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(Start the Story All Over Again.)


You were here:

It is time to take a close look at the cathode and the anode.


It was a dream come true for me to hold the cathode and the anode in my hands!


What you see below is a close-up of the cathode, the negative end of the tube.



The glass of the envelope is only about 1 mm thick! The diameter of the stainless steel 'cup' is about 17 mm. The tungsten filament (that emits electrons when heated) is seen in the central rectangular recess (2 mm x 5 mm). The filament is very thin and has a length of about 5 mm.

The electrons gather in the form of a cloud around the cathode, and get attracted towards the anode when high potential difference is applied through the cathode-anode (high-tension) circuit.

The anode is made up of a cylindrical copper block with two openings. The diameter of the copper block (as seen the picture on the left) is 17 mm. The opening (8 mm in diameter) in the front face of the copper anode allows entry of these electrons towards the tungsten focal spot. The opening (9 mm in diameter) in the side of the block allows exit of the x-ray beam out of the block. This opening actually acts as the so-called 'window'. (The text books describe the 'window' as a thinned portion of the glass envelope opposite the focal spot. No such thinned portion was evident in this x-ray tube.)

Both these openings can be better appreciated in the pictures below:

The black circle outlines the front opening. The red circle outlines the side opening.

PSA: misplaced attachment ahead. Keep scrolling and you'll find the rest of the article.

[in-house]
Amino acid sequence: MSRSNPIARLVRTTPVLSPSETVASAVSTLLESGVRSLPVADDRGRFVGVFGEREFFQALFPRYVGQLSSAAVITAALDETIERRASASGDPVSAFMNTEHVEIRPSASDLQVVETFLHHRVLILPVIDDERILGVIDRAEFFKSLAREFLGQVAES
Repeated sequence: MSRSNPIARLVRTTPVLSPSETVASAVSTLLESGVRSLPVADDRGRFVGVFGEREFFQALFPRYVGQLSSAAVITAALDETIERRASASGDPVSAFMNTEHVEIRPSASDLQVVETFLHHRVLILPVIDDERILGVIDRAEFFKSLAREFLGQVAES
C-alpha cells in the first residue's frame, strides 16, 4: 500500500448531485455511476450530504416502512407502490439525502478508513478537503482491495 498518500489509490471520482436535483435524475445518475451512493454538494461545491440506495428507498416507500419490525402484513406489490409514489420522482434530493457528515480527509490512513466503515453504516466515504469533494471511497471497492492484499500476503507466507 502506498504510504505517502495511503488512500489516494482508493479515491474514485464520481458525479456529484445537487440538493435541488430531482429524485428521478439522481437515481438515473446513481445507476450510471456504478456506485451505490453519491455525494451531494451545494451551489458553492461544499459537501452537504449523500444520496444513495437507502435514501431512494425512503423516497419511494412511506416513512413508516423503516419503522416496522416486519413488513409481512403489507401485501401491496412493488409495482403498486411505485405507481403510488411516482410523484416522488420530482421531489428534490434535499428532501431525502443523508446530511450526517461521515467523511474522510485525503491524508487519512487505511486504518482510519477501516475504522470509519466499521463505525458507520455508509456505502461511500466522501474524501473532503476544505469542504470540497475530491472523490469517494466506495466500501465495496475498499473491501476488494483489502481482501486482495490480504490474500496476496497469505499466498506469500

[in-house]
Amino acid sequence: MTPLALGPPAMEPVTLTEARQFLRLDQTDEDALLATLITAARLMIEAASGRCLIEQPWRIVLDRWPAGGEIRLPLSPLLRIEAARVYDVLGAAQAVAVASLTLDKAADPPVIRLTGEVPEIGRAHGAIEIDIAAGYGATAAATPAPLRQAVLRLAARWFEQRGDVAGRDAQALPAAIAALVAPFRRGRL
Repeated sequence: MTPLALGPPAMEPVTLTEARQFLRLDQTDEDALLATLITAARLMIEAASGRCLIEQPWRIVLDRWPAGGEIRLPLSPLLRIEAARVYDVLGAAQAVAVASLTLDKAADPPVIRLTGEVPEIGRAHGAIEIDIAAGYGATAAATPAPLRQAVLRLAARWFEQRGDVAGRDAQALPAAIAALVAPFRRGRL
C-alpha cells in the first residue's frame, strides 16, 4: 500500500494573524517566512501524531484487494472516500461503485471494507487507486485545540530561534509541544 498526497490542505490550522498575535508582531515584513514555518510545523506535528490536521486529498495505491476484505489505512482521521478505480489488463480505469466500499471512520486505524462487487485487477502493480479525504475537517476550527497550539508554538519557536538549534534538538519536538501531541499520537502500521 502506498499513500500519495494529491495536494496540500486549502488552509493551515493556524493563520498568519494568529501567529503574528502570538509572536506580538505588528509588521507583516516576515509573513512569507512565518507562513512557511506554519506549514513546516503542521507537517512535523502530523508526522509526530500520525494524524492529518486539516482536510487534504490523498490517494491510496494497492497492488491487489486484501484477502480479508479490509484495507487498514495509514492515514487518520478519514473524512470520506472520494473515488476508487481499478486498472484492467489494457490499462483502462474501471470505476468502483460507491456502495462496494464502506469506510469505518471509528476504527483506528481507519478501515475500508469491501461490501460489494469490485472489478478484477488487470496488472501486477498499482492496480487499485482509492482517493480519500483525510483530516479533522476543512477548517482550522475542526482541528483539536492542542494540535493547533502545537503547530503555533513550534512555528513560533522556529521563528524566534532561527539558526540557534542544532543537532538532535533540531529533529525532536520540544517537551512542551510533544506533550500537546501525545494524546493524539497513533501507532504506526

The black circle, this time, is outlining the 'window', which is actually a funnel-shaped opening. The outer diameter is 9 mm, the inner being 4 mm.The two black lines delineate the tungsten focal spot, which is angulated with respect to cathode ('principle of line focus').



The x-ray beam emergent from the tungsten focal spot passes through the window, the glass envelope, the surrounding oil and the plastic seal to reach the port (the 'inherent filtration'). The beam then encounters the aluminium filter (the 'added filtration') that removes the low-energy x-ray photons.

The 'hardened' beam then has to be collimated to restrict it's shape and size. The tube head, that we dissected, had a cylindrical collimator.

The picture on the above left shows the tube end of the collimator. The middle picture shows the metallic insert that collimates the x-ray beam. The picture on the right shows the plastic pointing device (partially cut open) to reveal the collimator.


The beam that emerges at the outer end of the collimator diverges to give a size of 7-cms diameter at the skin.

That was the story of our journey to the heart of a dental x-ray tube head. Thank you for joining us. You are welcome to use the pictures on these web pages for educational purposes. A line of acknowledgment ("pictures courtesy") would however be appreciated. Your comments on this case study and the rest of the web site can be entered in the guestbook. Please spare a few minutes of your time.

Start the Story All Over Again.